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Fidelity, Knight problems add to Nasdaq's Facebook woes

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The repercussions from Facebook’s botched initial public offering deepened on Thursday as found itself dealing with "thousands" of customers with order problems and demanded tens of millions of dollars in compensation from for trading-related losses.

The pressure on Nasdaq in particular was intense, not only from investor lawsuits and angry customers, but from the outside prospect it could lose the listing entirely after having just obtained it.

Facebook shares added a penny to $32.01 in mid-day trading, but action on its stock has essentially become secondary to the fallout over the IPO -- its price, its size, its execution and questions about selective disclosure of its financial prospects.

Advisers familiar with the situation at Fidelity said many investors are now finding out, nearly a week after the fact, that their orders were not executed at the prices they thought.

Fidelity, in a statement, said it was working with regulators and market makers on its clients’ issues "and we will continue to do so until we are confident that Nasdaq has done everything it can to mitigate the impact to our customers."

Knight Capital’s claims could end up dwarfing the Fidelity issues, though. The amount of compensation sought by Knight, a leading market maker in U.S. equities, is nearly three times what Nasdaq has aside as compensation for trading losses. "They are certainly facing the specter of some significant lawsuits if this pool is not enough," a source familiar with Knight’s situation said.

Other firms said they did not have similar problems, though, raising questions about the scope of the losses. “The problems were where people were trying to cancel orders; we didn’t have that," said Peter Boockvar, equity strategist at Miller Tabak & Co in New York. "Because we didn’t have a problem doesn’t mean there weren’t problems."

Shares of Nasdaq fell 14 cents to $21.67 in afternoon trading. As of mid-day Thursday the stock was down nearly 6 per cent from its last close before the Facebook debacle.

Over the same period is down just 0.2 per cent.

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Fidelity, Knight problems add to Nasdaq's Facebook woes

The repercussions from Facebook’s botched initial public offering deepened on Thursday as Fidelity Investments found itself dealing with "thousands" of customers with order problems and Knight Capital demanded tens of millions of dollars in compensation from Nasdaq for trading-related losses.

The repercussions from Facebook’s botched initial public offering deepened on Thursday as found itself dealing with "thousands" of customers with order problems and demanded tens of millions of dollars in compensation from for trading-related losses.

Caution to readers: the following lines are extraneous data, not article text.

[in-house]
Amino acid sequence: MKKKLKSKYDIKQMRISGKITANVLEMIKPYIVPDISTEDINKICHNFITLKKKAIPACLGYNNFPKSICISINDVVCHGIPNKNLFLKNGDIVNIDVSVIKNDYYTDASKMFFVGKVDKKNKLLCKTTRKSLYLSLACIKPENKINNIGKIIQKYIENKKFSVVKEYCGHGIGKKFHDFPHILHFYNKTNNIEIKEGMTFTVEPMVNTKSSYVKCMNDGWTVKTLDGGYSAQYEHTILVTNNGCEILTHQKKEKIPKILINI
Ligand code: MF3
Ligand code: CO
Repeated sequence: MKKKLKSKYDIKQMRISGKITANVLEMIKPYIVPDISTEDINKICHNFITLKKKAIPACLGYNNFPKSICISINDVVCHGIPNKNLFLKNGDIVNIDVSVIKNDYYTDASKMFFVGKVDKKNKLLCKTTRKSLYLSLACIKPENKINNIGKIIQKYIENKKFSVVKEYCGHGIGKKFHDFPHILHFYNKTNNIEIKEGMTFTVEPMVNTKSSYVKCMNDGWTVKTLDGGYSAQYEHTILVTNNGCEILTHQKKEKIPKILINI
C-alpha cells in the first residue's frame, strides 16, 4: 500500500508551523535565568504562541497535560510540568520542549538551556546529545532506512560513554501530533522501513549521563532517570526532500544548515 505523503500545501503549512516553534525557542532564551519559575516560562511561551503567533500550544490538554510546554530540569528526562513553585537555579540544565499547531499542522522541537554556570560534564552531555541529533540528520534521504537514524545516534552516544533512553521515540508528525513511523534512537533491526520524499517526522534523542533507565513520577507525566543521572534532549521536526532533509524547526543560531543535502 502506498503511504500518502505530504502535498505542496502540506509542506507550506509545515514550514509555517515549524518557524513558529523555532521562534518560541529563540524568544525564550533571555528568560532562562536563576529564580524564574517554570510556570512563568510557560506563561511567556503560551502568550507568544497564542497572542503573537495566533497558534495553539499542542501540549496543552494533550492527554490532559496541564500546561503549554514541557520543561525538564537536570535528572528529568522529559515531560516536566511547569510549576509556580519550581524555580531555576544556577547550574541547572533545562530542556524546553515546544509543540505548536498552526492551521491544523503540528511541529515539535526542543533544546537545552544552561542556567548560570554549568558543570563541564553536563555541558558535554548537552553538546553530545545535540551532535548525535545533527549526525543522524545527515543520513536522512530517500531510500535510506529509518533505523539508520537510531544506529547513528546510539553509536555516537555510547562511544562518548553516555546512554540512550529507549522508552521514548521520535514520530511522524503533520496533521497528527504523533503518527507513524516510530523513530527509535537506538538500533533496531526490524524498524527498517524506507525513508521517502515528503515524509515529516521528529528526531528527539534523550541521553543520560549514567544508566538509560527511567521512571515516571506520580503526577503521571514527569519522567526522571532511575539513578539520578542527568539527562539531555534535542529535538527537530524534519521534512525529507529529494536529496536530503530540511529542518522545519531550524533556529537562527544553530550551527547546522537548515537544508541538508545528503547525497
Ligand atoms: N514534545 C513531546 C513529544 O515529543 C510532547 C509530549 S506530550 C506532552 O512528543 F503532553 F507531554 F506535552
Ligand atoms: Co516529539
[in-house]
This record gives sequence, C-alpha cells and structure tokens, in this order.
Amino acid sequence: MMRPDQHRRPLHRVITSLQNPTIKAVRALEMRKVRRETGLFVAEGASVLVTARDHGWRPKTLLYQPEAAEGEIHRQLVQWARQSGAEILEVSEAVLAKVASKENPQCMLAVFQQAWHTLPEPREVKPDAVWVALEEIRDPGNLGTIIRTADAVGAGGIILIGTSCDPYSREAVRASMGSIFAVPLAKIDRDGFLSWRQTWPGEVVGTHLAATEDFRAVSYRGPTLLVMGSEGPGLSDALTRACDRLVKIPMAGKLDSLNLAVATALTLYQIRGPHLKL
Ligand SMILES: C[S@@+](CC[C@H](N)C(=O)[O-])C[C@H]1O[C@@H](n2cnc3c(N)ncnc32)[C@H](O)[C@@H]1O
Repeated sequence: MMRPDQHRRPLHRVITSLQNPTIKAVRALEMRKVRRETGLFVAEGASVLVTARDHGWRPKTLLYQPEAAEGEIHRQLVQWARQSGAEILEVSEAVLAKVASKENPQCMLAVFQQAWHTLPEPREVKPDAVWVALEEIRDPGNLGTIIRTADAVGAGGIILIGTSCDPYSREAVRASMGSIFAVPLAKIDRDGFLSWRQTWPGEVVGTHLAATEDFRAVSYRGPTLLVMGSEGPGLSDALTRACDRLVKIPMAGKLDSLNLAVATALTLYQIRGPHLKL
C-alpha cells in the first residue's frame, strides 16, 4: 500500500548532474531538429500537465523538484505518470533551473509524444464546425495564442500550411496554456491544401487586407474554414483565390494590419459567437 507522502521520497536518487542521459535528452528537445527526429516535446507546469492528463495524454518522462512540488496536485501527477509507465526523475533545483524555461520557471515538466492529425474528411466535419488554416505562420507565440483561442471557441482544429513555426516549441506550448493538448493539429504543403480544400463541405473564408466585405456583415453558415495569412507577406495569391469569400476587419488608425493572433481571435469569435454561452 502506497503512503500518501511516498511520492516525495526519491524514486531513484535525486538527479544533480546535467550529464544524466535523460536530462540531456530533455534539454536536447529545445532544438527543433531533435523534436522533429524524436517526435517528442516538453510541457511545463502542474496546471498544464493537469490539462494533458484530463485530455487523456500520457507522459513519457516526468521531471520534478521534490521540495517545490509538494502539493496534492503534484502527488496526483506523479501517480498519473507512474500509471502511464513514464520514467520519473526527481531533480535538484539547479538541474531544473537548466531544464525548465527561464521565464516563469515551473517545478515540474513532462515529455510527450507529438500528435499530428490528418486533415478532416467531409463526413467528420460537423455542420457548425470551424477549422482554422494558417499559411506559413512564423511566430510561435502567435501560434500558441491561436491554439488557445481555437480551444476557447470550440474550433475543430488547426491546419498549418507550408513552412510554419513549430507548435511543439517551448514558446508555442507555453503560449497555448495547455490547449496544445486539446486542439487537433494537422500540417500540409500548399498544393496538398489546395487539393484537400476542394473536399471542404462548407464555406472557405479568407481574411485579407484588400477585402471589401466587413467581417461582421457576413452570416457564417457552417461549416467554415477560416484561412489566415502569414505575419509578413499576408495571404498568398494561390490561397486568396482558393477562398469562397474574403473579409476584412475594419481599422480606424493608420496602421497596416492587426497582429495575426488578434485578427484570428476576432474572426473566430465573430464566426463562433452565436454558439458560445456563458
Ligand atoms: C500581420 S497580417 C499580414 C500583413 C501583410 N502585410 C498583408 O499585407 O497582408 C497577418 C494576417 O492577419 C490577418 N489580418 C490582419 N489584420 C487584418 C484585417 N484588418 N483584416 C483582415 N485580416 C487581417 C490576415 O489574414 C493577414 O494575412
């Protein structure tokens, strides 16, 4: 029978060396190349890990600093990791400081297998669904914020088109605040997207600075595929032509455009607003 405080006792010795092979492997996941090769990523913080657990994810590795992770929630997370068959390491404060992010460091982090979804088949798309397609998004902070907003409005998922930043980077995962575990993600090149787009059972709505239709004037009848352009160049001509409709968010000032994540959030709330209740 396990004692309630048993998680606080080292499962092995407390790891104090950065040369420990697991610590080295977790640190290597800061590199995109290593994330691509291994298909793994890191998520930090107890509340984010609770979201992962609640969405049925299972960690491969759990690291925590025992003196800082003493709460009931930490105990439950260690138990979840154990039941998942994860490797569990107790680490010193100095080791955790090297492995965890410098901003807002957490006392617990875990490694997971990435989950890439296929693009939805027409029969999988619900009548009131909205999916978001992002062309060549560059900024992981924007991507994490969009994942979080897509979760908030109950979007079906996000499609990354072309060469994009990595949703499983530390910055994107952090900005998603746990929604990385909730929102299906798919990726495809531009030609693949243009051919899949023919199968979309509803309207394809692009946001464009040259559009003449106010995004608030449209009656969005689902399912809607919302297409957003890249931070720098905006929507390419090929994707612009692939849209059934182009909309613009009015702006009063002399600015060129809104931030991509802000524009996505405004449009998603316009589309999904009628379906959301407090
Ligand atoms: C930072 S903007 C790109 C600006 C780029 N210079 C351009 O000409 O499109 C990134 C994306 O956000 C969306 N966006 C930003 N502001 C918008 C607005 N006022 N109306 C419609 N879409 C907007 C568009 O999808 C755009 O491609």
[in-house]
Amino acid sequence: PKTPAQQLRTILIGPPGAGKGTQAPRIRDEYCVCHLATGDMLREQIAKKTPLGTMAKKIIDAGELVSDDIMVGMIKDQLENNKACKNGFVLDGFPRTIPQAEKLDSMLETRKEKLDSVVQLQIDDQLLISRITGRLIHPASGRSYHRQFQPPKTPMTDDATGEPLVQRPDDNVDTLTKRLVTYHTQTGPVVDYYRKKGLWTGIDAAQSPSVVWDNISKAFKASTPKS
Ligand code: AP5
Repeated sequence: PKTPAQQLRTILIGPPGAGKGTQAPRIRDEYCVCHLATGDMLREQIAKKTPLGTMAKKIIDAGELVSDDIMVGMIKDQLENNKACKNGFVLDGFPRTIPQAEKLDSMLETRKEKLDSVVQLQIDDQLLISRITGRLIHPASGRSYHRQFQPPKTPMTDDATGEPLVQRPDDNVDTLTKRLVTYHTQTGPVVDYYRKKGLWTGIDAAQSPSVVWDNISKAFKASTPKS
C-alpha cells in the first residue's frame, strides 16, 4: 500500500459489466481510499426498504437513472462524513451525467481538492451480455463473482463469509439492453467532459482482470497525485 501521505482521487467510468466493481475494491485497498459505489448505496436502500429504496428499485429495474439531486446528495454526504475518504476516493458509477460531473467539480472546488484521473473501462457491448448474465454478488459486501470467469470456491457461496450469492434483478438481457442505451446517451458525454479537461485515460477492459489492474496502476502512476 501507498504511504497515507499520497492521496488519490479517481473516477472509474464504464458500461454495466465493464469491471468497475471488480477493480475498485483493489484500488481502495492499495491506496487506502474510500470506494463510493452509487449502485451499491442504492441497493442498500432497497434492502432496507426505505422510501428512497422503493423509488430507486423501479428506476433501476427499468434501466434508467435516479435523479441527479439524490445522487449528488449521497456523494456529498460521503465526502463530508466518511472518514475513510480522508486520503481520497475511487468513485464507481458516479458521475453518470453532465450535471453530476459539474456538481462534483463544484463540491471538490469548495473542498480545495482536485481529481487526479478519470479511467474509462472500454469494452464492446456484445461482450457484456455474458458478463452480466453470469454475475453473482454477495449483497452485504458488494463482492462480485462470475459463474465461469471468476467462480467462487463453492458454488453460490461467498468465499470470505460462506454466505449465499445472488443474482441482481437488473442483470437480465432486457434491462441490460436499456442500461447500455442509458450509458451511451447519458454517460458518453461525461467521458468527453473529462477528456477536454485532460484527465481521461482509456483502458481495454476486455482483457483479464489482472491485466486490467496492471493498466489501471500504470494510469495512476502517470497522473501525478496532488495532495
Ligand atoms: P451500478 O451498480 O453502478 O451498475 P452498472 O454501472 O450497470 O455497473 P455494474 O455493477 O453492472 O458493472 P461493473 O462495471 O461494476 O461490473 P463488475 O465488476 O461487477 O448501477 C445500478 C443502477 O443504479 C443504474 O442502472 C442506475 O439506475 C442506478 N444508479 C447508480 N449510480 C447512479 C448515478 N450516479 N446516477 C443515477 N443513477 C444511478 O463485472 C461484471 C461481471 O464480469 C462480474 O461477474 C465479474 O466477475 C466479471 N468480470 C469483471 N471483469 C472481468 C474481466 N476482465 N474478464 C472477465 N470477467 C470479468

The pressure on Nasdaq in particular was intense, not only from investor lawsuits and angry customers, but from the outside prospect it could lose the listing entirely after having just obtained it.

Facebook shares added a penny to $32.01 in mid-day trading, but action on its stock has essentially become secondary to the fallout over the IPO -- its price, its size, its execution and questions about selective disclosure of its financial prospects.

Advisers familiar with the situation at Fidelity said many investors are now finding out, nearly a week after the fact, that their orders were not executed at the prices they thought.

Fidelity, in a statement, said it was working with regulators and market makers on its clients’ issues "and we will continue to do so until we are confident that Nasdaq has done everything it can to mitigate the impact to our customers."

Knight Capital’s claims could end up dwarfing the Fidelity issues, though. The amount of compensation sought by Knight, a leading market maker in U.S. equities, is nearly three times what Nasdaq has aside as compensation for trading losses. "They are certainly facing the specter of some significant lawsuits if this pool is not enough," a source familiar with Knight’s situation said.

Other firms said they did not have similar problems, though, raising questions about the scope of the losses. “The problems were where people were trying to cancel orders; we didn’t have that," said Peter Boockvar, equity strategist at Miller Tabak & Co in New York. "Because we didn’t have a problem doesn’t mean there weren’t problems."

Shares of Nasdaq fell 14 cents to $21.67 in afternoon trading. As of mid-day Thursday the stock was down nearly 6 per cent from its last close before the Facebook debacle.

Over the same period is down just 0.2 per cent.

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